In the creation of luxury textiles and objects for the Mongol elite, Chinese artists developed a visual language that was an effective means of establishing their rule and consolidating their presence throughout the vast empire (vase, Inner Mongolia Museum, Hohhot). A number of motifs that were part of the existing artistic repertoire were adopted as imperial symbols of power and dominance—the dragon and the phoenix, for example, two mythical beasts that integrated the ideas of cosmic force, earthly strength, superior wisdom, and eternal life (The Cleveland Museum of Art, 1962.154). The Mongol versions of the creatures are a highly decorative sinuous dragon with legs, horns, and beard and a large bird with a spectacular feathered tail floating in the air (12.49.4). In Iran, these motifs were often paired and became so popular with the Ilkhanids that they eventually lost their original meaning, becoming part of the common artistic repertoire in the first half of the fourteenth century.
Other motifs of this period that were familiar throughout the Asian continent are the peony, the lotus flower (91.1.559), and the lyrical image of the recumbent deer, or djeiran, gazing at the moon. The flowers, often seen in combination and viewed from both the side and top, provided ideal patterns for textiles and for filling dense backgrounds on all kinds of portable objects. The djeiran became widespread in the decorative arts because of the well-established association of similar quadrupeds with hunting scenes.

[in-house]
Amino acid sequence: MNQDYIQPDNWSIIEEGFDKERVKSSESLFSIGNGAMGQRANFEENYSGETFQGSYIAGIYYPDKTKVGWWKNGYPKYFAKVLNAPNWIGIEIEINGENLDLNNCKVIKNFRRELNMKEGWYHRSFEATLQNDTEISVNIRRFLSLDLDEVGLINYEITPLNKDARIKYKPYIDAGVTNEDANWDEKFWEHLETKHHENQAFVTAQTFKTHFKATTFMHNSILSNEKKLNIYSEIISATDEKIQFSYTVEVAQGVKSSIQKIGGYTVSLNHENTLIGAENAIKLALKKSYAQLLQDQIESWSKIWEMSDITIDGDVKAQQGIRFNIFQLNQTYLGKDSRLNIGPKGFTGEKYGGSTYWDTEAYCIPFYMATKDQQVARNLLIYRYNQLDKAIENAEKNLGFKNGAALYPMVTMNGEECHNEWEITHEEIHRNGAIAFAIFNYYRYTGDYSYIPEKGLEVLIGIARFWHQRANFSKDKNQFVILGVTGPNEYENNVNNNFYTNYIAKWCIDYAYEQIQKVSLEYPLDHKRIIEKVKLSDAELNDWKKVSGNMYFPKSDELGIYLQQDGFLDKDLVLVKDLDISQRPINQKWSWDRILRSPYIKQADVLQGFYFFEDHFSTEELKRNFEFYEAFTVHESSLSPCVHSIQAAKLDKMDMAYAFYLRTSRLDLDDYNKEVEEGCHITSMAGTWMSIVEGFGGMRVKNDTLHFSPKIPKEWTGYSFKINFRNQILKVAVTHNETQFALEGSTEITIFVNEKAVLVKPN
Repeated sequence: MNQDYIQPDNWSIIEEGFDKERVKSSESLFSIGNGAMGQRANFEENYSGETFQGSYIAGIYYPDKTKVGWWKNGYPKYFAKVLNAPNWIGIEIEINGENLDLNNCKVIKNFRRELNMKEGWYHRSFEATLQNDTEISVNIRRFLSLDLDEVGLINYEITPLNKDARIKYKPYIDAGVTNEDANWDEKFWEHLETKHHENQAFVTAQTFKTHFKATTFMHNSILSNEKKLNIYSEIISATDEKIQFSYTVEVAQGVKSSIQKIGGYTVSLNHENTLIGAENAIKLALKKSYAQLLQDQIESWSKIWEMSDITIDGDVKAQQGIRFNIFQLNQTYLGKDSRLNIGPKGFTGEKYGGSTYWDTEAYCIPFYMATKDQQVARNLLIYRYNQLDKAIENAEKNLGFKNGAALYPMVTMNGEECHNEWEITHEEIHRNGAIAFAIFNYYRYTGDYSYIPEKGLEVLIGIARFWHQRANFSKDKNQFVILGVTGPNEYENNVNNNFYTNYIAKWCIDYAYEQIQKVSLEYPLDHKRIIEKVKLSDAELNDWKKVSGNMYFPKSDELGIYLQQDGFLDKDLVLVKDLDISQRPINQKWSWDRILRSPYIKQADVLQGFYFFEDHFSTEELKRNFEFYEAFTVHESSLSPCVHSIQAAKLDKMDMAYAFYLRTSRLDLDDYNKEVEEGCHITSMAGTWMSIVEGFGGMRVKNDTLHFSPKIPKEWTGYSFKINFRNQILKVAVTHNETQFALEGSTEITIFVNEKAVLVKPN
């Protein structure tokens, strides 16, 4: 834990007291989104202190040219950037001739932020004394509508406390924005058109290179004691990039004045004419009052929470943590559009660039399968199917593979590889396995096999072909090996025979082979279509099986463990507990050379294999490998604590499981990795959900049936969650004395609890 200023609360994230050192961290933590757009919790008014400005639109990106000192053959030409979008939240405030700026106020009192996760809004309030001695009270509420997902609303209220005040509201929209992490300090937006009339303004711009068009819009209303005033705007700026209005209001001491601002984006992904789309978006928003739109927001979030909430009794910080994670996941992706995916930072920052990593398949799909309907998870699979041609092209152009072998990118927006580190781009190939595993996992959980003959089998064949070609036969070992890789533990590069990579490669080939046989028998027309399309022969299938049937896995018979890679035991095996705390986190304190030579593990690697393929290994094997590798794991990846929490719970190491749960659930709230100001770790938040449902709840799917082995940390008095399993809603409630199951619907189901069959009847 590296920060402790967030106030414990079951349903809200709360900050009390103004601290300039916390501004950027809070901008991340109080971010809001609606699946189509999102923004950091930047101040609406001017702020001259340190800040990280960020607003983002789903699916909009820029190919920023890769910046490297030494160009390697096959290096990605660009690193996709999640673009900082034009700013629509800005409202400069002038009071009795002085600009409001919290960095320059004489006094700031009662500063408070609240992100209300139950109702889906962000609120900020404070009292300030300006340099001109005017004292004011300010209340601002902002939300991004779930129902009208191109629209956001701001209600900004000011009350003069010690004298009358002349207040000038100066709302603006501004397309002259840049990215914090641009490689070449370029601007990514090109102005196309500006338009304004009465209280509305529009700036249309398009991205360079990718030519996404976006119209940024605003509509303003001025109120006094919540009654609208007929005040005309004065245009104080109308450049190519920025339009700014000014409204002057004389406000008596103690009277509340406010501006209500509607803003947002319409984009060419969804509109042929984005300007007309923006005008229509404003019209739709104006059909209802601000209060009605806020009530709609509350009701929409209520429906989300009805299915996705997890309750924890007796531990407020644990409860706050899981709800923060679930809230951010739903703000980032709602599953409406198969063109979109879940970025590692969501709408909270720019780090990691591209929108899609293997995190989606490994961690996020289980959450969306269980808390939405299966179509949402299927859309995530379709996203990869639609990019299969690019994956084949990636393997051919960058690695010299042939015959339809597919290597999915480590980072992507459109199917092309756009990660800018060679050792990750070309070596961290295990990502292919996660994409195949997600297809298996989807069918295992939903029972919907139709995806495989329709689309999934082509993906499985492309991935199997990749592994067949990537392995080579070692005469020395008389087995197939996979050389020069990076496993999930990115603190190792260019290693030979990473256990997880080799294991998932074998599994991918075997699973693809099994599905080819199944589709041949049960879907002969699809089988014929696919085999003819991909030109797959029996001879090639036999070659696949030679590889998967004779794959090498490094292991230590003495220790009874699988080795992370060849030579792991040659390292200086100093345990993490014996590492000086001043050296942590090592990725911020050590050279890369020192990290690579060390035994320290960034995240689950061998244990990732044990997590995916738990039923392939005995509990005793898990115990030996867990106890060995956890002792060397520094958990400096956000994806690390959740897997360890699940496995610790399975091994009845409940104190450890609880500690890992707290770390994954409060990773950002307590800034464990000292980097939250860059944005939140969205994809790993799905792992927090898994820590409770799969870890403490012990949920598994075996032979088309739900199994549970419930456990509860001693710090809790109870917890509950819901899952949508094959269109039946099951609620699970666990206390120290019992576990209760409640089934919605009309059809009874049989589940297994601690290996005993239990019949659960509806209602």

For the semi-nomadic Mongols, portable textiles and clothing were the best means of demonstrating their acquired wealth and power, so it is reasonable to assume that the main mode of transmission of motifs such as the dragon and peony was through luxury textiles. The most prominent clothing accessories were belts of precious metal (gold belt plaques, The Nasser D. Khalili Collection of Islamic Art). Many of the textiles illustrated here prove transmission from east to west, yet in some instances, exemplified by a Chinese silk with addorsed griffins (The Cleveland Museum of Art, 1989.50), the origin of the image is clearly Central or western Asia. The Mongol period is unique in art history because it permitted the cross-fertilization of artistic motifs via the movement of craftsmen and artists throughout a politically unified continent.